“People are people”

James Harris came to Milwaukee around 2002 because his mother was struggling with cancer. “She’d gotten sick so I came to help her out and I wound up staying,” he said.

Harris grew up on the south side of Chicago but, when his mother’s health declined, it was more important to him to be here with her.  “She liked it, found a job, brought my little sister up here, everything was good,” he explains. Then, in 2004, Harris’ mother died.

What does Harris think of Milwaukee, these days? “It’s violent, man – there’s a little too much drama for me.”

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“My friends mean a lot to me”

Steven Feih grew up in Brewer’s Hill and Bay View in a small family – it was just his mom, his dad and himself. “Being an only kid, you know, your dog’s your best friend, your imagination’s your second-best friend.”

Though Feih isn’t what you would call a loner he has a complicated relationship with people, stemming from 20 years working as a bartender. “You see it all – you know what people are going to say before they say it,” he said.

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“There’s more work here”

Yolanda Mora lives in Milwaukee with her two daughters but that wasn’t always the case – she grew up in Michoacán, Mexico.

What’s her favorite thing about her home country? “Oh, it’s beautiful…I like the people, there’s a lot of water, a lot of trees.”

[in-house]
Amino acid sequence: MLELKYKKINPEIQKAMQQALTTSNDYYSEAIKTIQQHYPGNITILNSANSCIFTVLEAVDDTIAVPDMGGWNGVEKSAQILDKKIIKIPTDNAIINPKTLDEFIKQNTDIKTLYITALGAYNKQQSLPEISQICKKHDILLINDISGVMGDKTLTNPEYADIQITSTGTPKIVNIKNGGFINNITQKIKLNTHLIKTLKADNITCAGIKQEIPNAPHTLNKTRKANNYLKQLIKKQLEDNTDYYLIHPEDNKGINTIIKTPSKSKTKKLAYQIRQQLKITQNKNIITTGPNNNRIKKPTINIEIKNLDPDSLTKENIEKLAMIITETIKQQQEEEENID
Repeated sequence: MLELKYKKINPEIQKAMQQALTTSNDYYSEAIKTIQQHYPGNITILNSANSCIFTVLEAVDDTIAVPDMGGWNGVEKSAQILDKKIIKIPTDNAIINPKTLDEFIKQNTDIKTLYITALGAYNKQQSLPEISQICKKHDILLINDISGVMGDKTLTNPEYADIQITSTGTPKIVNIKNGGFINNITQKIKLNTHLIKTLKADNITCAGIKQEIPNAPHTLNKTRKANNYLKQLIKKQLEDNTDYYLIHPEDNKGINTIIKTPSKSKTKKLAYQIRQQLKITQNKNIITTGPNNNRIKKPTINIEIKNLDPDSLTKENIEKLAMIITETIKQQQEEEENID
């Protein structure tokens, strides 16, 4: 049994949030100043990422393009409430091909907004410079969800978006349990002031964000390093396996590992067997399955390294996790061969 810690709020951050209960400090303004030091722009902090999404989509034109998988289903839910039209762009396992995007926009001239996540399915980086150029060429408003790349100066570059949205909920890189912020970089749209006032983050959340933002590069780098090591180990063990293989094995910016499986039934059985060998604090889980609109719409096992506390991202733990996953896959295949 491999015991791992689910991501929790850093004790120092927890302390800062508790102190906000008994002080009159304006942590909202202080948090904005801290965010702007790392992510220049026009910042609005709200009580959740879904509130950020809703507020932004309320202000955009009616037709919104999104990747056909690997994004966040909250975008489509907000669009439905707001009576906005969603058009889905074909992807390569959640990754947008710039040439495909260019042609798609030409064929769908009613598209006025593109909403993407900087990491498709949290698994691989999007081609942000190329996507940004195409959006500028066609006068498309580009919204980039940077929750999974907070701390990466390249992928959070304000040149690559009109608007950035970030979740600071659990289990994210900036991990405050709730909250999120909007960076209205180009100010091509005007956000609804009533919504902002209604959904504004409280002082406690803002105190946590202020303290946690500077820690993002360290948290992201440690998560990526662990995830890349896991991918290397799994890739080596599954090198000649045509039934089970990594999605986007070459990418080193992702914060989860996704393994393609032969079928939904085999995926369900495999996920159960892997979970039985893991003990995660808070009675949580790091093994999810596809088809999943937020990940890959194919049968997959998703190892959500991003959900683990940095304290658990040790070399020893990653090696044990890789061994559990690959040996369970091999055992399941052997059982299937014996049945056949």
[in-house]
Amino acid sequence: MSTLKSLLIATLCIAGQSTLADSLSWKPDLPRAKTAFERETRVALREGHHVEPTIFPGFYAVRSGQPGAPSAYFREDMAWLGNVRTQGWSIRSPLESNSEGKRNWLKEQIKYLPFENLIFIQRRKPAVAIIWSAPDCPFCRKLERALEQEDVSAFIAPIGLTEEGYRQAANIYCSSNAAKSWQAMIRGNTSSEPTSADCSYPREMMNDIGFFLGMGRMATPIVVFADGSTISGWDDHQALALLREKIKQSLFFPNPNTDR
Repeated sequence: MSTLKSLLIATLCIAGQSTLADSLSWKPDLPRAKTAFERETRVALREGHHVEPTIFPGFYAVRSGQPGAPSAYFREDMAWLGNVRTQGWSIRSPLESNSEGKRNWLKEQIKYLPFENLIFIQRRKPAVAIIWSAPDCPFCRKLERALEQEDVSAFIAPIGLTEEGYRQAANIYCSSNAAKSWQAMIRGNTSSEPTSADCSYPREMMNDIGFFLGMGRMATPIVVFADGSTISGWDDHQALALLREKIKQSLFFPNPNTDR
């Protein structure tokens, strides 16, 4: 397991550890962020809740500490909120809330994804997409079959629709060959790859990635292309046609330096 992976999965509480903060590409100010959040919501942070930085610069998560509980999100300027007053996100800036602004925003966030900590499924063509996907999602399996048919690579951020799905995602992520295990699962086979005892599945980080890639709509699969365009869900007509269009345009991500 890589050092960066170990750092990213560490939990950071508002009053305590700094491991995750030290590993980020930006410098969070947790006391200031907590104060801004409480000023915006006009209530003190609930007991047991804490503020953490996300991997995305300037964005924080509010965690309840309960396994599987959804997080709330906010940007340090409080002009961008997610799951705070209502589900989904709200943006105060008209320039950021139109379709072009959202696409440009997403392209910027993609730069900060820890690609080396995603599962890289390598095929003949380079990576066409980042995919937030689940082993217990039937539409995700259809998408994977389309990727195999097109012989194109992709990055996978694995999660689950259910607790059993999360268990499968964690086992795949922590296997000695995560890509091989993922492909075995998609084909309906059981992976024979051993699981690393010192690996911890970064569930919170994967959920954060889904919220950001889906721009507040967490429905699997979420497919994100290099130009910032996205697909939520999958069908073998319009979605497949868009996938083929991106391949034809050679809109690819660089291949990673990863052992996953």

Mora says that the people in both Michoacán and Milwaukee are the same but there are more jobs here. “It’s hard, right…in Mexico, the people have no money and, here, there’s a little more money,” she said.

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“Reading Rainbow was my show”

If you run into David Barnett, don’t be surprised if he stops to give you some change or listen to your latest struggle. Barnett believes, sometimes, for the universe to lend you a hand, you have to extend your hand first. “Oh, yes, I believe in karma,” he said. “I have to because that’s the only reason I’m here.”

Barnett, who grew up in the inner city around 35th and Capitol, 20th and Burleigh and a couple other spots, says he’s fortunate not to have fallen prey to the pressures that often affect young people in that kind of environment. “For [those places], it’s all about a show of strength and belonging to something,” he said. “For my neighborhood, felonies, prison time – that’s normal.”

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“Milwaukee will always be home”

Pang Lor’s parents, who are of Hmong descent, came to Milwaukee from Philadelphia after her second-oldest brother was born; she arrived shortly after. “[My parents] came [to America] during the Vietnam War so when they came here they were still relatively young,” said Lor.

Lor said she barely remembers living on the south side of Milwaukee but she does remember the Lapham Park Projects (near 6th & Brown), where they moved when she was about four years old. “It was kind of a rough neighborhood.”

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“My life’s been kind of a wild ride”

Eric Adamany knows that life doesn’t always turn out the way you expect. Adamany, who was born in Milwaukee, spent much of his childhood in Prairie du Chien after his parents decided to move.

He has fond memories of the small city in southwestern Wisconsin where he lifeguarded, trained horses and wrestled in high school, among other jobs and riding bikes with his three younger brothers. “We lived active lives, at least. We made our own fun.”

But, eventually, the small-town feel got to Adamany and he moved back to the city. At the time, he felt like he needed to be around more people but wasn’t sure exactly what he was after.

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